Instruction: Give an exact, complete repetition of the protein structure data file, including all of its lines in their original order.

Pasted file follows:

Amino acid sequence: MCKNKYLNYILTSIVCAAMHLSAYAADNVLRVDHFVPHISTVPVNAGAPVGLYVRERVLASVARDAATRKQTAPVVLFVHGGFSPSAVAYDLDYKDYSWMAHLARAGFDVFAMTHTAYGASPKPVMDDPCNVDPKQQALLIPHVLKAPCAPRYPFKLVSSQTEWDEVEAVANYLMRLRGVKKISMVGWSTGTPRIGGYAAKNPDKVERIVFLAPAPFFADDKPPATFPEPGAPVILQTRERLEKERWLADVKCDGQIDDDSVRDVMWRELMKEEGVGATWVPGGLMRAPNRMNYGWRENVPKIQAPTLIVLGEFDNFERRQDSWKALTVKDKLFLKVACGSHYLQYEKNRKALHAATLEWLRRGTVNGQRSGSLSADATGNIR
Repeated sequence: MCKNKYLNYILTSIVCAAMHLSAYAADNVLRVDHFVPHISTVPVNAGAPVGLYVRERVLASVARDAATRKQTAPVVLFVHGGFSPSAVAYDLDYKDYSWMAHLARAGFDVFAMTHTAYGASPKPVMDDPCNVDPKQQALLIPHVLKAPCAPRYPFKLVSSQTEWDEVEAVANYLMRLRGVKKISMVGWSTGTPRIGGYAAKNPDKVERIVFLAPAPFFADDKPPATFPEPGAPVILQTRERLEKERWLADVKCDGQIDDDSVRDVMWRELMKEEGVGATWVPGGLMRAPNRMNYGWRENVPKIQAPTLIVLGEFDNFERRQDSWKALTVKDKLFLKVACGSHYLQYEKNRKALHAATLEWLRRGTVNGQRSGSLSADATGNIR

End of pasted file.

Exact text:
Amino acid sequence: MCKNKYLNYILTSIVCAAMHLSAYAADNVLRVDHFVPHISTVPVNAGAPVGLYVRERVLASVARDAATRKQTAPVVLFVHGGFSPSAVAYDLDYKDYSWMAHLARAGFDVFAMTHTAYGASPKPVMDDPCNVDPKQQALLIPHVLKAPCAPRYPFKLVSSQTEWDEVEAVANYLMRLRGVKKISMVGWSTGTPRIGGYAAKNPDKVERIVFLAPAPFFADDKPPATFPEPGAPVILQTRERLEKERWLADVKCDGQIDDDSVRDVMWRELMKEEGVGATWVPGGLMRAPNRMNYGWRENVPKIQAPTLIVLGEFDNFERRQDSWKALTVKDKLFLKVACGSHYLQYEKNRKALHAATLEWLRRGTVNGQRSGSLSADATGNIR
Repeated sequence: MCKNKYLNYILTSIVCAAMHLSAYAADNVLRVDHFVPHISTVPVNAGAPVGLYVRERVLASVARDAATRKQTAPVVLFVHGGFSPSAVAYDLDYKDYSWMAHLARAGFDVFAMTHTAYGASPKPVMDDPCNVDPKQQALLIPHVLKAPCAPRYPFKLVSSQTEWDEVEAVANYLMRLRGVKKISMVGWSTGTPRIGGYAAKNPDKVERIVFLAPAPFFADDKPPATFPEPGAPVILQTRERLEKERWLADVKCDGQIDDDSVRDVMWRELMKEEGVGATWVPGGLMRAPNRMNYGWRENVPKIQAPTLIVLGEFDNFERRQDSWKALTVKDKLFLKVACGSHYLQYEKNRKALHAATLEWLRRGTVNGQRSGSLSADATGNIR